The early bird gets the worm? I don’t know about you, but I’ve never been much of a morning person. I might choose to crawl out of bed a little earlier to get at a breakfast menu though. And I’m not just talking about a savoury indulgence at the golden arches.

For me, a “Hong Kong style” breakfast at a cha chaan teng is far more desirable. One of the best known Hong Kong style cafes in Richmond is Happy Date Bakery and Restaurant (8531 Park Road), located on Park Road around the corner from the Richmond Centre shopping mall.

Happy Date Bakery and Restaurant

Photo credit: Michael Kwan

In many ways, Happy Date is everything that Copa Cafe Richmond is not. Happy Date isn’t new and shiny anymore; it has been at this location for well over 20 years. You won’t find any faux leather seats or Mediterranean-inspired artwork here. Instead, what you get is a no nonsense, no frills, unpretentious space with decent food served in a matter of fact kind of way.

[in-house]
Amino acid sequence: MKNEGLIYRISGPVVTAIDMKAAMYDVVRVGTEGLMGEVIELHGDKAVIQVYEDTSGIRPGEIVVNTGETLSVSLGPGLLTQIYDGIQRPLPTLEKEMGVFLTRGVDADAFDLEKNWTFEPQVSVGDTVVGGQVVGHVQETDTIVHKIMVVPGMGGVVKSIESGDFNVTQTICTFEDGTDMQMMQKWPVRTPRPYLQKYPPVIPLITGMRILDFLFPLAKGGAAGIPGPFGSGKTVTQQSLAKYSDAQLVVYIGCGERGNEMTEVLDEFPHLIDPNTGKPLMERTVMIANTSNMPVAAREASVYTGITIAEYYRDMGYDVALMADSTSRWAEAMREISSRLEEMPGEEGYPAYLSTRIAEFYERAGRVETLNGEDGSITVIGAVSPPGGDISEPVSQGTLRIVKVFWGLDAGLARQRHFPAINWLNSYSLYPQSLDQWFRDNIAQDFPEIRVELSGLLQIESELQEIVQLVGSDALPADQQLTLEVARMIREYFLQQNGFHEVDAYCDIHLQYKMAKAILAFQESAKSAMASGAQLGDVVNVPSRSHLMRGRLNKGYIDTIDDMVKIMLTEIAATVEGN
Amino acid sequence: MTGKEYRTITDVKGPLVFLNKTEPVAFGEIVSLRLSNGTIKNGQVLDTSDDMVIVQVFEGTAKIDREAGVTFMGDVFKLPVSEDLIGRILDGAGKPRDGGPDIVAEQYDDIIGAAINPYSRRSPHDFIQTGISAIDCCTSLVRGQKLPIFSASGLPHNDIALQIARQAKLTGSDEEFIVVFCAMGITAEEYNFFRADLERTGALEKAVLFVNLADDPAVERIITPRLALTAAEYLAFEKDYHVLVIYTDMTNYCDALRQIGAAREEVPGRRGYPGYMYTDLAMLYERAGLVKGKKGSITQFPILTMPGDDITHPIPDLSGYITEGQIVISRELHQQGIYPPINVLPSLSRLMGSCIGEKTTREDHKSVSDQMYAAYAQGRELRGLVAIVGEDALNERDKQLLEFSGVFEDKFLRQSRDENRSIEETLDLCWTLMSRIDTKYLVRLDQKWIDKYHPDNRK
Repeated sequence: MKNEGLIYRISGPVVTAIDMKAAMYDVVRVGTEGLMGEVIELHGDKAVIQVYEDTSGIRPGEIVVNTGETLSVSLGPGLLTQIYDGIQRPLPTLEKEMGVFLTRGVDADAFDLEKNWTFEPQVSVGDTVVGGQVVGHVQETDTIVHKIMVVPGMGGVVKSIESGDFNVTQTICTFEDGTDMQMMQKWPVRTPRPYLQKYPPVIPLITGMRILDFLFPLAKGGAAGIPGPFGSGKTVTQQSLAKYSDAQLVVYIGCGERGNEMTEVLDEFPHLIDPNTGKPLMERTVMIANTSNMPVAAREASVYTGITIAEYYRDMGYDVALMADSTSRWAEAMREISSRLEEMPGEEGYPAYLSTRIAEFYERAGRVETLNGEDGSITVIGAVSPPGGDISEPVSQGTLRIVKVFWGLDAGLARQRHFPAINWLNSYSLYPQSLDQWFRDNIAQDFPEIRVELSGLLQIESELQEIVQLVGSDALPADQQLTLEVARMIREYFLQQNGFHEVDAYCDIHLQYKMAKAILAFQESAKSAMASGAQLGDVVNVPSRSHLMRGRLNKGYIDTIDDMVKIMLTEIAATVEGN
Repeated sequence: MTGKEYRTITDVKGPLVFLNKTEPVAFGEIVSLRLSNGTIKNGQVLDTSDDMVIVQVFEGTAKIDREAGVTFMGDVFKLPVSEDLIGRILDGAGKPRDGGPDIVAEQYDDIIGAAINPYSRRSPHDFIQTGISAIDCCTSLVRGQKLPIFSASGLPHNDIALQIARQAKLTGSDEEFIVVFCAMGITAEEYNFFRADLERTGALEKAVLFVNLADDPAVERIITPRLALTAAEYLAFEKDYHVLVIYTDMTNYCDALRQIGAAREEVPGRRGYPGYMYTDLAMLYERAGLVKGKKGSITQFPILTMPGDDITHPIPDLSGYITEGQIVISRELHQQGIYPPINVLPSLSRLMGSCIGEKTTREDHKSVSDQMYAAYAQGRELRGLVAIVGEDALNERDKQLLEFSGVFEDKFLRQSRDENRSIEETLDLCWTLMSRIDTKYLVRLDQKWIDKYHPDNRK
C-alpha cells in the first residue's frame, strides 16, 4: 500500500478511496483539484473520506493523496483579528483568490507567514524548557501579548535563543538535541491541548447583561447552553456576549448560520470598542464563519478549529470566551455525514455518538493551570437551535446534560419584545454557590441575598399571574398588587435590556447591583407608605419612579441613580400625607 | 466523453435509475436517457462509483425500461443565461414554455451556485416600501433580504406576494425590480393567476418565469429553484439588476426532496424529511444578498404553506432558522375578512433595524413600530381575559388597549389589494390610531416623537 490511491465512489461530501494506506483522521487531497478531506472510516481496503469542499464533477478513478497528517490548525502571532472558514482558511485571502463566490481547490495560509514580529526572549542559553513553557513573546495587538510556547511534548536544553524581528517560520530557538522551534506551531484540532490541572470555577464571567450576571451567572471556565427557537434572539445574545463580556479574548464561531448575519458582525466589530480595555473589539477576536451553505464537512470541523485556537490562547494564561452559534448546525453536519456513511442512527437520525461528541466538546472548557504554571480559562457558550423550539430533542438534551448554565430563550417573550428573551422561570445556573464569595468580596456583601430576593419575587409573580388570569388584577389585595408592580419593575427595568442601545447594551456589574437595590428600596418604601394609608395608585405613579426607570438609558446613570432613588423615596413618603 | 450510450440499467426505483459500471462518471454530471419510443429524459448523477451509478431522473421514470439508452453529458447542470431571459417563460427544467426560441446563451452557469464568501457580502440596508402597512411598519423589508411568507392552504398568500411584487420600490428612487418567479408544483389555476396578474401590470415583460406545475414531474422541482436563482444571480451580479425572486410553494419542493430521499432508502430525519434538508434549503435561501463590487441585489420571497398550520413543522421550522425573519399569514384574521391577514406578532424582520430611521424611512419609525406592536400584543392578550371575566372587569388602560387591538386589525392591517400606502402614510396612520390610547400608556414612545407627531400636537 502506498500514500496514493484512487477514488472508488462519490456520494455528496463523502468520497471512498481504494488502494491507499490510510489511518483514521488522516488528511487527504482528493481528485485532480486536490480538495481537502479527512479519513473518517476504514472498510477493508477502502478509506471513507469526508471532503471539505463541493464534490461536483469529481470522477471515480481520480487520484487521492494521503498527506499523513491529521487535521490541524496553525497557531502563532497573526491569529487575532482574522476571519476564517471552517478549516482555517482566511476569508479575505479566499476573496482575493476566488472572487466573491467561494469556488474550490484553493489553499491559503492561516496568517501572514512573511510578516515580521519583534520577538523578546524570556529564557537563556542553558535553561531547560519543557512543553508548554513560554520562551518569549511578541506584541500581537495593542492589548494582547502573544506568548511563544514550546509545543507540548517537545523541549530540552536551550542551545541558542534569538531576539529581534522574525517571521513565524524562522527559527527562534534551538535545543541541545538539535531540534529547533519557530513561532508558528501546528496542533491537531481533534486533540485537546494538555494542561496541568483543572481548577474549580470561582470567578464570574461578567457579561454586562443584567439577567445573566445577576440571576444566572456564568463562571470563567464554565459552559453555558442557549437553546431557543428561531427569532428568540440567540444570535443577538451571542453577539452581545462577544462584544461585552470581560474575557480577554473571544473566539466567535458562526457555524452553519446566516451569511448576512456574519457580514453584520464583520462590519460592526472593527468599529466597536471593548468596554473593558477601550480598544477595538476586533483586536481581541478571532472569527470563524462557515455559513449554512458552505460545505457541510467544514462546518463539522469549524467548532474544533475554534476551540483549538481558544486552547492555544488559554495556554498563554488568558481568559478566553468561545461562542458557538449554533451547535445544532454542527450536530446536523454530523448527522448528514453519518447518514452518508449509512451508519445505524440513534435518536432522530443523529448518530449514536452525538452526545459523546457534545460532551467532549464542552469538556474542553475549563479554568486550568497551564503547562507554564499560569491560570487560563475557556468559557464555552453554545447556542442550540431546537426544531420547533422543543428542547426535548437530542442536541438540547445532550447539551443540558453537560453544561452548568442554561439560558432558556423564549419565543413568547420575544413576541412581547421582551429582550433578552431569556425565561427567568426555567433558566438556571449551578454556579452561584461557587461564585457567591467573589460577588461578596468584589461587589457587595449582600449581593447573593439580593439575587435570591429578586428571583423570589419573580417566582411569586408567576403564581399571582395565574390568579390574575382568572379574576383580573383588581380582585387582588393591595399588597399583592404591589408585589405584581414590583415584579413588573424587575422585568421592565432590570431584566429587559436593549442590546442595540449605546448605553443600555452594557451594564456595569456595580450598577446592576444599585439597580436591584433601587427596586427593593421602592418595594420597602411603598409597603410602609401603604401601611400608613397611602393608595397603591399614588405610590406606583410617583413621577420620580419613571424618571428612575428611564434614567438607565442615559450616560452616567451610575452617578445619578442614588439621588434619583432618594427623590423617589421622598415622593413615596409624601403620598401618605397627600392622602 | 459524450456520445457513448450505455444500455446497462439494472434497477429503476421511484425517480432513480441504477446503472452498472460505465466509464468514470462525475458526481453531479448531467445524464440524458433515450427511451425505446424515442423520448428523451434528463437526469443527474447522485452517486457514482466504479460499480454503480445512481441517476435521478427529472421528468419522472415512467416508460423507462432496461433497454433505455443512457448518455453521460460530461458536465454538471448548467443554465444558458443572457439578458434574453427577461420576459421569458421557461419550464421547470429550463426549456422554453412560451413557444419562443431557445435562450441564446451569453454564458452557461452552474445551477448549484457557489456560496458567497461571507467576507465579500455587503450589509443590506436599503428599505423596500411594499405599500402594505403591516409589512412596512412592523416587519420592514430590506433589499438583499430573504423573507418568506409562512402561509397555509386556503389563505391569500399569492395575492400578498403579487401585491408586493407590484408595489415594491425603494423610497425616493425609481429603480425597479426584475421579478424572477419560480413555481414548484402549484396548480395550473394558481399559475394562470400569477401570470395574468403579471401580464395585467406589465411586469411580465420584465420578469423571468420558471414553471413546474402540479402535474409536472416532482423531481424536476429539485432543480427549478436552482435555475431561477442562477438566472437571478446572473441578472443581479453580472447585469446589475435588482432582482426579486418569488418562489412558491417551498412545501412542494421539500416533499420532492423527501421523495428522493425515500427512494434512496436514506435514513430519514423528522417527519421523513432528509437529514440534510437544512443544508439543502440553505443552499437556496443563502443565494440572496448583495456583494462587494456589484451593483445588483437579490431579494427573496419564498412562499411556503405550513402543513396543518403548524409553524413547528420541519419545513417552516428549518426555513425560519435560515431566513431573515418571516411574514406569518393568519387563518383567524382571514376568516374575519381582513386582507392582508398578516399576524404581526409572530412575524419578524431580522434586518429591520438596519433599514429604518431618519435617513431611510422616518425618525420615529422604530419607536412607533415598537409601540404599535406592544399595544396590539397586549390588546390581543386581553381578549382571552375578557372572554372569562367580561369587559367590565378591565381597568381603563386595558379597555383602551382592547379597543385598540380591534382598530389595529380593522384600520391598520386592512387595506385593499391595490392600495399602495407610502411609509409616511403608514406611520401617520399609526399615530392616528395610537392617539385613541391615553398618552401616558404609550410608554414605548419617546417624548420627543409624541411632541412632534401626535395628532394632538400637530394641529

Happy Date Bakery and Restaurant

Photo credit: Michael Kwan

Happy Date is the kind of place you could have visited in the 80s or 90s and not much would have changed since then. One modern update, and one that is more than welcome by residents and visitors alike, is the inclusion of free Wi-Fi. It’s also not cash only, as would have been the case for many a Hong Kong style cafe back in the day.

Happy Date Bakery and Restaurant

Photo credit: Michael Kwan

What is a “Hong Kong style” breakfast anyway?

In effect, like everything else at a cha chaan teng, you get another marriage of east meets west, though the crossover point is much more clearly defined.